28- & 30-Day Drug Rehab Programs
Month-long rehab programs tend to strike a balance between often-inaccessible longer-term residential treatment and very brief intensive levels of care.1 Such programs sometimes precede additional treatment efforts down the road, including outpatient care. This guide is designed to help you learn more about various aspects of short-term inpatient treatment.
What is a 30-Day Rehab Program?
As their name suggests, 30-day drug rehab programs are relatively short-term substance abuse treatment programs usually lasting around a month. Though the exact number of days in one’s treatment stay may vary slightly, month-long rehab program generally last between 3-6 weeks.1
The treatment components incorporated in each rehab program may vary between facilities, but many 30-day rehab programs offer some combination of behavioral therapy with medical care, including medication-assisted treatment (MAT) for certain types of substance use disorders, to best treat each patient’s needs. Other treatment techniques that may be incorporated into month-long programs include participation in 12-step meetings as part of a structured, comprehensive care strategy for people who are struggling with substance use disorders.1
These programs are also known as short-term residential treatment because you stay at the treatment facility and typically don’t leave for the duration of your treatment.1 You eat, sleep, and receive all of your treatment at the facility. As your recovery progresses, many facilities schedule visiting hours when you can see friends and family.
American Addiction Centers’ nationwide rehab centers offer treatment to many unique populations for varying lengths of time. Call one of our admissions navigators below to learn more about our intensive rehab programs.
What Happens During a 30-Day Treatment Program?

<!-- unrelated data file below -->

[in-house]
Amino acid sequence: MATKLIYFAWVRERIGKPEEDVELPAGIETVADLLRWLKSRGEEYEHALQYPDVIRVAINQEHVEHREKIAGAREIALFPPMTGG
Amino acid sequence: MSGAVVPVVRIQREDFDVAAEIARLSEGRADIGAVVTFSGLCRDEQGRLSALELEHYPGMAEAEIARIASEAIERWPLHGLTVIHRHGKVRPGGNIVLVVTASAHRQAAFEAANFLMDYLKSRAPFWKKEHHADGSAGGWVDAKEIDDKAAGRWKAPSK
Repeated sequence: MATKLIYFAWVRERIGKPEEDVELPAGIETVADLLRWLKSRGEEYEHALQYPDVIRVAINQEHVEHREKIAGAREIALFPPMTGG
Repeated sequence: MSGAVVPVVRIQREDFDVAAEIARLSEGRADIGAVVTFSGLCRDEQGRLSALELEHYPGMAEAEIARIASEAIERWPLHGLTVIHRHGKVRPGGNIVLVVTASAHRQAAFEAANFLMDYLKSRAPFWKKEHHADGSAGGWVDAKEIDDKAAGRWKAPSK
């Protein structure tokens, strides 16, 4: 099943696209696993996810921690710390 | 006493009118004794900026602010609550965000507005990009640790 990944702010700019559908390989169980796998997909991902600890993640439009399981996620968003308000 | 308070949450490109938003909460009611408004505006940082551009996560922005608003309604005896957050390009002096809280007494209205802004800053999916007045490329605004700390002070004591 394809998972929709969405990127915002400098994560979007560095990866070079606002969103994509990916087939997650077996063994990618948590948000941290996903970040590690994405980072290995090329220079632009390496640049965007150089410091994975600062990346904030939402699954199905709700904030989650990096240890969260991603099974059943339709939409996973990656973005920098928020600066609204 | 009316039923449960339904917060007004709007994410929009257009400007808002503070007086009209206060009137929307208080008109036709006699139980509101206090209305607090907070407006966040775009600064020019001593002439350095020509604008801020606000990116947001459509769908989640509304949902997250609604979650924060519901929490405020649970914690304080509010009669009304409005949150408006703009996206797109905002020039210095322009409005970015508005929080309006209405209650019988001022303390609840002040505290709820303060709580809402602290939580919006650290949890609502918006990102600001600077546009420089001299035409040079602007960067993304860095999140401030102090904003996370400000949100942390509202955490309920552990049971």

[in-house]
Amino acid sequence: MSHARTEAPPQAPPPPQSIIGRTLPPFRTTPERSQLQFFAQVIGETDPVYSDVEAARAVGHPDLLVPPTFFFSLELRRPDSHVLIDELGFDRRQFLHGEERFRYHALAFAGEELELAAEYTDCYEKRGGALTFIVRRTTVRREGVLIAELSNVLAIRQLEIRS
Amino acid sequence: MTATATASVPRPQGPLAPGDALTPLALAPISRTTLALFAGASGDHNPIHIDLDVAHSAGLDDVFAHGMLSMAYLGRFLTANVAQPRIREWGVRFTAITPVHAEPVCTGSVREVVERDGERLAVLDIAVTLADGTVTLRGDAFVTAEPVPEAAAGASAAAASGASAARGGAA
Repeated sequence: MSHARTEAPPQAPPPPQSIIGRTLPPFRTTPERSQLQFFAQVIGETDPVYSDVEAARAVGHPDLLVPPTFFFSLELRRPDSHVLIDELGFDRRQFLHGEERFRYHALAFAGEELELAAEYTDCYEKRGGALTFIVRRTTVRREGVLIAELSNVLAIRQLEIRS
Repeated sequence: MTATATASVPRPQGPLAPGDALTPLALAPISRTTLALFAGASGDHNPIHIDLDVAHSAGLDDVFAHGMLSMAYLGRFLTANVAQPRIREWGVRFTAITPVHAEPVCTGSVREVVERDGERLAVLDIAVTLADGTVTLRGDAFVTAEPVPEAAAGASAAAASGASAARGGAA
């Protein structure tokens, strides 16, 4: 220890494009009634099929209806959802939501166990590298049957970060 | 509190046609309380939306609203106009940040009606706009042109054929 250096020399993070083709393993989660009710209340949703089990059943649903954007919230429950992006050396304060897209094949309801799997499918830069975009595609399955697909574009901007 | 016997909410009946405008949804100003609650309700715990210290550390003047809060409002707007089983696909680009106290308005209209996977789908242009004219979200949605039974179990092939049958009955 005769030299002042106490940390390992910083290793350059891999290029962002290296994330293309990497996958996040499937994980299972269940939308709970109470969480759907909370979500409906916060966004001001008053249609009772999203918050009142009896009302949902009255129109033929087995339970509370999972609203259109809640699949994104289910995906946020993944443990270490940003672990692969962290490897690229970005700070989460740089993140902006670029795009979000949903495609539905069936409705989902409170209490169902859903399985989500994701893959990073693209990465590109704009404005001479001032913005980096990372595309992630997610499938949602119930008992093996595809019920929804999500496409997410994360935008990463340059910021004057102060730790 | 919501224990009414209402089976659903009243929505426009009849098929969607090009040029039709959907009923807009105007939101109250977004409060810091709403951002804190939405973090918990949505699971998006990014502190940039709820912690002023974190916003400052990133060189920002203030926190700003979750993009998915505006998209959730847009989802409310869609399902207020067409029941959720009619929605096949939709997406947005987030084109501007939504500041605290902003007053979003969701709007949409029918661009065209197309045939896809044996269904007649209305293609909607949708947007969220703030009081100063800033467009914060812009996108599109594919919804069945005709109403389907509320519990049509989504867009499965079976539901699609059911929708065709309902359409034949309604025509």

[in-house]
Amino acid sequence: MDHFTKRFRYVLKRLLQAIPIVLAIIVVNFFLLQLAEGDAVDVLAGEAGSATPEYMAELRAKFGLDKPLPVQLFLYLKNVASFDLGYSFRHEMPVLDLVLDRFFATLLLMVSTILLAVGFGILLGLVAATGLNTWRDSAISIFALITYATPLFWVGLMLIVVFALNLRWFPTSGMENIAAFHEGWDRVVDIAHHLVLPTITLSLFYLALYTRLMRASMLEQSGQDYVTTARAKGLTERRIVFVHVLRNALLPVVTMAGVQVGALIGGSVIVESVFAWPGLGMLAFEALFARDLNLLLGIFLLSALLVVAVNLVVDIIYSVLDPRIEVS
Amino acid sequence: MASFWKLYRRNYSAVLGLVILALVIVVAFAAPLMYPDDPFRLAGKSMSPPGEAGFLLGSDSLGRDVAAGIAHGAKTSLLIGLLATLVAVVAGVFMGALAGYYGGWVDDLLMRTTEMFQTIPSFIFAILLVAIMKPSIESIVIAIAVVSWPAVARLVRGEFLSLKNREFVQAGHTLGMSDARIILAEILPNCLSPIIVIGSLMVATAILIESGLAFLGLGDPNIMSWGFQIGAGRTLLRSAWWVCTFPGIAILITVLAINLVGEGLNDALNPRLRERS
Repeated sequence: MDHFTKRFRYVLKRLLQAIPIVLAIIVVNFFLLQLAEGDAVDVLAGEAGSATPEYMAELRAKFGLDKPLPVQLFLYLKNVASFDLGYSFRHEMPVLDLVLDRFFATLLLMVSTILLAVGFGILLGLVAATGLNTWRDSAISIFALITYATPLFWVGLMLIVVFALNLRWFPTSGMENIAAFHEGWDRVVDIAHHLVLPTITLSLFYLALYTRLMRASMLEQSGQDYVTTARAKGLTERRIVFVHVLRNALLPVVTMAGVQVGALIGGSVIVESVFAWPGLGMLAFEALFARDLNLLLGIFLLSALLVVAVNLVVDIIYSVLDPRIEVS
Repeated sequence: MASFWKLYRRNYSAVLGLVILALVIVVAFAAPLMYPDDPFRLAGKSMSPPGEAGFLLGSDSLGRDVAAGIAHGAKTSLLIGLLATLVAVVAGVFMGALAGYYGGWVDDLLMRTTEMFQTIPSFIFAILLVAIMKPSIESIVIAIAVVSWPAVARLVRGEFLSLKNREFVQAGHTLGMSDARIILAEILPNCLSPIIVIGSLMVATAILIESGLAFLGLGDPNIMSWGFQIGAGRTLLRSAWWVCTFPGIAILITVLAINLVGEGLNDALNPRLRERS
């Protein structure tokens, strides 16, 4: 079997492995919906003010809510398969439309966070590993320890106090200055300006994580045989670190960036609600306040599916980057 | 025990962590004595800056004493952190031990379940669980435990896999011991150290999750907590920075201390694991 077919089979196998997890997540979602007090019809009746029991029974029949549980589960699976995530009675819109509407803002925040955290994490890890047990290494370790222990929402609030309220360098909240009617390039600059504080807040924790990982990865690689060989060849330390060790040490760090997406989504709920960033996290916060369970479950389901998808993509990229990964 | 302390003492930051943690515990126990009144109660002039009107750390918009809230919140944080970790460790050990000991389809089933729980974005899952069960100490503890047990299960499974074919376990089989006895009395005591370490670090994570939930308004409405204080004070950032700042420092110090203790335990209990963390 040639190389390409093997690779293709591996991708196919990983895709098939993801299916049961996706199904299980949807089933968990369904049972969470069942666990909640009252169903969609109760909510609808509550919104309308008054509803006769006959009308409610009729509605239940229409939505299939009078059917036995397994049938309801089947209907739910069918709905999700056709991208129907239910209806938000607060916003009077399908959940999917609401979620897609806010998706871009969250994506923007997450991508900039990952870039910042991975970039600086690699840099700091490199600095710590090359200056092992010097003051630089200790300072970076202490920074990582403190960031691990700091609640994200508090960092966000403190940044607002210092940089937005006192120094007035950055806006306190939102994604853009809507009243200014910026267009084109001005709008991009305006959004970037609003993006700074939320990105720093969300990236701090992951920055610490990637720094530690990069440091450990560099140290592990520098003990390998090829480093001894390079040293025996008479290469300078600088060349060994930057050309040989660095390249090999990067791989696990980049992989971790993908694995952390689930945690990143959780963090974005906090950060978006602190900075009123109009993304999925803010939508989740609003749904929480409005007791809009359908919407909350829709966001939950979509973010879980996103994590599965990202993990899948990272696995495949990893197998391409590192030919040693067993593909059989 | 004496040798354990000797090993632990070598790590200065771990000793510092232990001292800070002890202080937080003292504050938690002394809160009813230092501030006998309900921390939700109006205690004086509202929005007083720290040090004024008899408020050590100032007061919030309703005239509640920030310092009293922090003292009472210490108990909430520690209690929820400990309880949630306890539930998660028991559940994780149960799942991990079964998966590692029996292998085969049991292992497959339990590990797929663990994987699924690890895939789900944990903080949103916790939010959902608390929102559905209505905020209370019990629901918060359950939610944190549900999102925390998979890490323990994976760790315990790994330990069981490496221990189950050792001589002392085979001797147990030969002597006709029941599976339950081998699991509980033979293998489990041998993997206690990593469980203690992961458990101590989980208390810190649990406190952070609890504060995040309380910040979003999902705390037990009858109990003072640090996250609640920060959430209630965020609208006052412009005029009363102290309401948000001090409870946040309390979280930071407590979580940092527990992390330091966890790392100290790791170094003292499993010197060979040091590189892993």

30-day rehab facilities offer a variety of treatment services. Not all facilities offer every service, but many facilities provide some combination of many different treatment options. Treatment may start with drug detox or alcohol detox, where you are supervised and monitored around the clock as your body goes through the withdrawal process while clearing all the drugs from your system.1 For some types of substance dependence, medications may be provided to ease symptoms of withdrawal. Medical detox may be particularly helpful for managing the acute withdrawal period after quitting alcohol, benzodiazepines, or opioids.1
After you have finished detox, you will continue on with your recovery work. At this point, your treatment team may continue to use a range of behavioral therapeutic techniques, as well as provide ongoing medical and mental health care, as needed. Some of these behavioral therapies may include:1
- Cognitive-behavioral therapy (CBT), which can help you identify and change problematic thoughts and behaviors. It can teach you to employ effective coping skills, target and manage cravings, and develop strategies to avoid or manage situations that put you at high-risk for relapse.
- Contingency management (CM), which reinforces desirable, recovery-oriented behaviors, such as negative toxicology results, participating in treatment sessions, and reaching milestones with small rewards as motivation.
- Motivational-enhancement therapy (MET), which works to increase motivation by addressing any ambivalence you may feel toward abstinence, being in treatment, and changing your behaviors.
A decent portion of addiction treatment is provided through a combination of group and individual counseling sessions. Types of sessions may include:1,2
- Group counseling, which can involve behavioral therapy alongside your peers so that you can also benefit from the wisdom of a shared experience as they provide additional feedback and reinforcement.
- Individual sessions, which will allow you to privately discuss your substance use and problems you may face, including vocational, legal, or relationship issues, in a one-on-one setting.
- Family therapy, which is commonly offered, as long as you and your family members are willing to participate, and allows you to improve familial relationships while helping everyone learn to practice healthier behaviors that are supportive of recovery.
- Medications, which may be used in conjunction with behavioral therapy to reduce cravings, lower the risk of relapse, and even manage mental healthcare needs when necessary.
How Much Does 30-Day Drug Rehab Cost?
The cost of inpatient rehabs varies. Most residential inpatient facilities in the United States accept private or state-funded health insurance, while other treatment centers may be state-funded rehabs or accept Medicaid. Federal law ensures that health insurance plans that offer behavioral health benefits provide coverage that is equivalent to what they offer for physical health benefits.4 Depending on your specific insurance plan, you may be able to access treatment for little or no cost. Getting treatment can save significant amounts of money in the long-run by reducing costs associated with potential health problems, accidents, and legal issues.1 The cost of rehab is an incredible long-term investment in your future and your health.